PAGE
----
United States District Court, S.D. Indiana, Indianapolis Division
RAYMOND GUDINO, THE ESTATE OF RAYMOND GUDINO, by Lesha Creek as Personal Representative, and LESHA CREEK individually, Plaintiffs,
HAMILTON COUNTY SHERIFF DEPARTMENT, JARROD HILL, OFFICER, KEVIN HALE, OFFICER, and TIM REED, NURSE, Defendants.
ENTRY GRANTING DEFENDANT TIM REED'S MOTION FOR
JUDGMENT ON THE PLEADINGS ON PLAINTIFFS' FEDERAL
WALTON PRATT, JUDGE
matter is before the Court on Defendant Tim Reed's
(“Nurse Reed”) Motion for Judgment on the
Pleadings on Plaintiffs' Federal Claims filed pursuant to
Federal Rule of Civil Procedure 12(c) (Filing No.
15). On March 5, 2018, Plaintiffs, the Estate of Raymond
Gudino, by Personal Representative Lesha Creek and Lesha
Creek individually (“Plaintiffs”), filed a
Complaint for Wrongful Death and Request for Jury Trial,
asserting various constitutional and statutory claims against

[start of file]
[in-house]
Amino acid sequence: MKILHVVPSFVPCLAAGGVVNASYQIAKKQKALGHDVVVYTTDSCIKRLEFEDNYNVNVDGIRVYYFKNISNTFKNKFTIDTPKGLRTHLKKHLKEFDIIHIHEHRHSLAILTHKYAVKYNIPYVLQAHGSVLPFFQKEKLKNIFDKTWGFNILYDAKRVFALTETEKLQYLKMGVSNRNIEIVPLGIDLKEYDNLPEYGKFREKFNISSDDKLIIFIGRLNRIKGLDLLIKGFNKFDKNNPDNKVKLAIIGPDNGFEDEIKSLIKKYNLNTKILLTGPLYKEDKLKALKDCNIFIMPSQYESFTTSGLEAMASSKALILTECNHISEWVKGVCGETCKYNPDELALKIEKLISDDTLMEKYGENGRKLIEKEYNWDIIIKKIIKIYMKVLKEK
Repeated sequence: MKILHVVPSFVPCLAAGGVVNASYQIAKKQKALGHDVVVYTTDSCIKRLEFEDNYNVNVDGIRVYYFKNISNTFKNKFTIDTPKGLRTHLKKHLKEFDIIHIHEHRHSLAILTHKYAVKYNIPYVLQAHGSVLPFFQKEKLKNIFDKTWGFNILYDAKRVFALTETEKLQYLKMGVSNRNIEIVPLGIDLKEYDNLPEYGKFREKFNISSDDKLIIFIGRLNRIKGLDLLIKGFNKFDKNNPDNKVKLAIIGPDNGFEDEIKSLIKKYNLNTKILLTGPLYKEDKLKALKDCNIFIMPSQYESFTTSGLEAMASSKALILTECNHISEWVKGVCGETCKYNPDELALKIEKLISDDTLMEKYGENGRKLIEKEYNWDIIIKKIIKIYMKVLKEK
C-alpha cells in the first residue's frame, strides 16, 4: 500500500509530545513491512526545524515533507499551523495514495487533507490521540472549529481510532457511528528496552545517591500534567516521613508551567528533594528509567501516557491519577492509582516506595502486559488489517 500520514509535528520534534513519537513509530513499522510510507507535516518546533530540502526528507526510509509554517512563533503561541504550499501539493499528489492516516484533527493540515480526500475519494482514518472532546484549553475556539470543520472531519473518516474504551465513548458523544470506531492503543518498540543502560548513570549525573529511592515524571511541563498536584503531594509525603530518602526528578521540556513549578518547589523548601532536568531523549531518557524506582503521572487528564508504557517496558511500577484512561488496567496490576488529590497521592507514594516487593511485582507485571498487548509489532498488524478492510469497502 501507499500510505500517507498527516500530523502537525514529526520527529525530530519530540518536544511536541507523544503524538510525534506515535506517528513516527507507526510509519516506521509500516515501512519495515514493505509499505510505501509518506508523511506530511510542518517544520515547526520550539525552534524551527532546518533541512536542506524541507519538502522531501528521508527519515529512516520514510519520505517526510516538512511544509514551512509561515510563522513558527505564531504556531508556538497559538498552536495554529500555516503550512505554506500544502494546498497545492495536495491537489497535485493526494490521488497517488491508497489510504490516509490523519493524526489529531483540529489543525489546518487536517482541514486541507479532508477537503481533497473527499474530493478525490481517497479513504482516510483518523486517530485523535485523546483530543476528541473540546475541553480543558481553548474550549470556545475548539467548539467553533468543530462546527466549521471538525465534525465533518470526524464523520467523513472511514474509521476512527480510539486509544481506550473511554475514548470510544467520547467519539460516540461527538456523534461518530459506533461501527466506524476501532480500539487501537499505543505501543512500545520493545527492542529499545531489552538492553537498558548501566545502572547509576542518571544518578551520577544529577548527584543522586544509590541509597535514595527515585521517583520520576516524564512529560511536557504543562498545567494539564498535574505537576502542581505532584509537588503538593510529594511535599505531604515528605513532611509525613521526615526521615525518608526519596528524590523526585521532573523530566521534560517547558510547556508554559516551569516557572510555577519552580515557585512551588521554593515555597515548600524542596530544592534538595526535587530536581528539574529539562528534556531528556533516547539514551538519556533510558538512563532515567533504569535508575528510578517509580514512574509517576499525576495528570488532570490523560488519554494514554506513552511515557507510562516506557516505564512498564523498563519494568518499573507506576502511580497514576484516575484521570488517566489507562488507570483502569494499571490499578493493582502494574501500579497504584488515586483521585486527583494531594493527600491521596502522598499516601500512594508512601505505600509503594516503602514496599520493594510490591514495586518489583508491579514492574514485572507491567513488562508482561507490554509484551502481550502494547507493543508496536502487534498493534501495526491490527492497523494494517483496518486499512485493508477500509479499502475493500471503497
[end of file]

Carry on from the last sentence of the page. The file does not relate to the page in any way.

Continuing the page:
Nurse Reed, the Hamilton County Sheriff's Department,
Officer Jarrod Hill, and Officer Kevin Hale (Filing No.
1). For the reasons stated below, Nurse Reed's
Motion for Judgment on the Pleadings (Filing No. 15)
following facts are not necessarily objectively true, but as
required when reviewing a motion for judgment on the
pleadings, the Court accepts as true all factual allegations
in the Complaint and draws all inferences in favor of
Plaintiffs as the non-moving party. See Emergency Servs.
Billing Corp. v. Allstate Ins. Co., 668 F.3d 459, 464
(7th Cir. 2012).
2017, Raymond Gudino (“Gudino”) was a juvenile
inmate housed at the Hamilton County Juvenile Detention
Center. At 17 years old, Gudino had a history of suicide and
diagnosed mental health issues. (Filing No. 1 at 2.)